The Battle of Saunder's Creek (Gum Swamp)
August 15 or 16, 1780 at Saunder's Creek in Kershaw County, South Carolina
Facts about the Battle of Saunder's Creek
- Armies - American Forces was commanded by Brig. Gen. Horatio Gates and consisted of unknown number of troops. British Forces was commanded by Gen. Charles Cornwallis and consisted of unknown number of troops.
- Casualties - American casualties were unknown. British casualties were unknown.
- Outcome - The result of the battle was a British victory.
At 10:00 PM, Lieutenant General Charles Cornwallis marched out of Camden on the road toward Rugeley's with the 23rd Regt., the 33rd Regt., the 71st Regt., the Light infantry, the Volunteers of Ireland, the Royal North Carolina Regiment, the British Legion, the North Carolina Volunteers (i.e. Bryan’s refugees), 6 field pieces (4 pieces of cannon went with main body, two in reserve) and some pioneers. A few supply wagons followed behind, guarded by the Legion dragoons.
Left in charge at Camden was Major Archibald McArthur, who had with him a small body of provincials, including the remnants of the Prince of Wales Volunteers, some loyalist militia, and a number of convalescents and sufferers of malaria from the regular army, including many from the 71st Regiment. According to Stedman, the number of sick in Camden had numbered 800, which one infers was roughly about how large McArthur’s garrison force was. A part of the 63rd Regiment., under Major James Wemyss, which had been supplied with horses at Charleston had also been sent thither to reinforce the garrison.
Although the harvest was nearly over, the magazines at Camden were not ready, Cornwallis therefore was in no position to hold out against a possible siege, hence the need to take action. About 2:00 AM, some seven miles from Camden, his forward troops, under Webster, and Gates’ advanced guard, to their mutual surprise, stumbled into each other near Saunders Creek.
After some brief fighting, Gates’ advance troops withdrew, and the two armies then made preparations for battle on the morrow.
Some battle report excerts:
Cornwallis to German, 21 August 1780: “I had now my option to make, either to retire or attempt the enemy; for the position at Camden was a bad one to be attacked in, and by General Sumpter's advancing down the Wateree, my supplies must have failed me in a few days.”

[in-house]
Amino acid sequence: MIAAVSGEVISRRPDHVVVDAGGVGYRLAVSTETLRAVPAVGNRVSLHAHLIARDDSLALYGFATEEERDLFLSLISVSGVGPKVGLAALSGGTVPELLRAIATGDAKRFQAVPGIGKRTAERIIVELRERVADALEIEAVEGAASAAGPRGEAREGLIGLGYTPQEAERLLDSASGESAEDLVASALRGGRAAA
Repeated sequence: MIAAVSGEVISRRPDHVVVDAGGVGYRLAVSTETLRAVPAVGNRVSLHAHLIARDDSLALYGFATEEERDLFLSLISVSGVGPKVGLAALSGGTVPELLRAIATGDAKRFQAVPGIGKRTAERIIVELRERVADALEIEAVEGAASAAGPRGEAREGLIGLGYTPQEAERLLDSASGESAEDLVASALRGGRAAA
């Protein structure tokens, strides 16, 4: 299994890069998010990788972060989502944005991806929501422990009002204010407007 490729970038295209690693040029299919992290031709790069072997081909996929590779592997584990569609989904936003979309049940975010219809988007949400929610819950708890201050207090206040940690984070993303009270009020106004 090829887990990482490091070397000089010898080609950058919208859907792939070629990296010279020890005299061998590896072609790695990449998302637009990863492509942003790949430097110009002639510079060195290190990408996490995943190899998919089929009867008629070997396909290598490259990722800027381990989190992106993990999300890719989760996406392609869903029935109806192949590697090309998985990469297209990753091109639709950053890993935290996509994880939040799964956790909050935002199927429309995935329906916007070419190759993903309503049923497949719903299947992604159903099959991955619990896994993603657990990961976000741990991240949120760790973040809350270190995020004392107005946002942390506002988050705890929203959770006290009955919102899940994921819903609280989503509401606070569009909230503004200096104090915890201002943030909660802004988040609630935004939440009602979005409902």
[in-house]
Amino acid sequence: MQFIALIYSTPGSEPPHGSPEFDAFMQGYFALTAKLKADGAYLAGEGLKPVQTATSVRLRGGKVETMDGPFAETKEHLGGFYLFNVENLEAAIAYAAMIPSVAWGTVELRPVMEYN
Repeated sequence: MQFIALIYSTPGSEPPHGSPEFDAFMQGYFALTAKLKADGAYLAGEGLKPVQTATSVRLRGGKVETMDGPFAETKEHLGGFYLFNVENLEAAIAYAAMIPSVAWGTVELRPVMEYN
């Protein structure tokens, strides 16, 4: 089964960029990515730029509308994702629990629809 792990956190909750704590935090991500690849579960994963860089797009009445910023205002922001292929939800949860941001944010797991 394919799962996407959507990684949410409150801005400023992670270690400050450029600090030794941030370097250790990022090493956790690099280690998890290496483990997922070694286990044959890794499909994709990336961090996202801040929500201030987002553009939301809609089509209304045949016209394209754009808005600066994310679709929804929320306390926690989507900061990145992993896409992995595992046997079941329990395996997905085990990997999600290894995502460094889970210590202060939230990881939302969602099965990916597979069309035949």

Lee "[Cornwallis] found his army very much enfeebled; eight hundred being sick, his effective strength was reduced to somewhat less than two thousand three hundred men, including militia and Bryan's corps, which together amounted to seven hundred and fifty men."
Tarleton: “[Webster] composed his advance guard of twenty legion cavalry, and as many mounted infantry, supported by four companies of light infantry, and followed by the 23d and 33d regiments of foot.”
Stedman: “Cornwallis began his march towards Rugeley's Mills, at ten in the evening of the fifteenth of August, committing the defence of Camden to major McArthur, with some provincials, militia, convalescents of the army, and a detachment of the sixty-third regiment, which was expected to arrive during the night. The army marched in the following order: The front division, commanded by lieutenant-colonel Webster, consisted of four companies of light-infantry, and the twenty-third and thirty-third regiments, preceded by twenty cavalry, and as many mounted infantry of the legion, as an advanced guard. The center division consisted of the volunteers of Ireland, the legion infantry, Hamilton's North Carolina regiment, and colonel Bryan's refugees, under the command of lord Rawdon. And the two battalions of the seventy first regiment followed as a reserve; the dragoons of the legion forming the rear-guard. It is not a little singular that the same night, nearly about the same time, and with a similar intention, general Gates should have left his encampment at Rugeley's Mills, and moved forward towards Camden. Both armies marching on the same road, in opposite directions, their advanced guards met and fired upon each other about two in the morning. Some prisoners were made on both sides; and from these the respective commanders became acquainted with the movements of the other: Both armies halted and were formed; and the firing soon afterwards ceased as if by mutual consent.”
John Robert Shaw: “Having received intelligence that general Gates had encamped in a bad situation, Lord Cornwallis mustered his troops and harangued them in words nearly to this effect. ‘Now my brave soldiers, now an opportunity is offered for displaying your valor, and sustaining the glory of British arms; -- all you who are willing to face your enemies; -- all you who are ambitious of military fame stand forward; for there are eight or ten to one coming against [us]; let the men who cannot bear the smell of gunpowder stand back and all you who are determined to conquer or die turn out.’ Accordingly we all turned out except a few who were left to guard the sick and military stores. We marched out of Camden about 10 o’clock at night, August 15, 1780; it being the intention of our general to surprise the enemy in his quarters at Ruggles[Rugeley’s]. But in this we were disappointed, for Gen. Gates had set out about the same hour, in hopes to surprise us at Camden. We came up with their advanced party about seven miles from Camden, when the light troops and guards advanced on each side necessarily engaged each other in the dark. In this blind encounter, the American cavalry being driven back in the van, occasioned some disorder in their ranks; and having thus repelled them, we were eager for a general engagement; but Lord Cornwallis finding the enemy were on bad ground, was unwilling to hazard in the dark the advantages which their situation would afford him in the light.”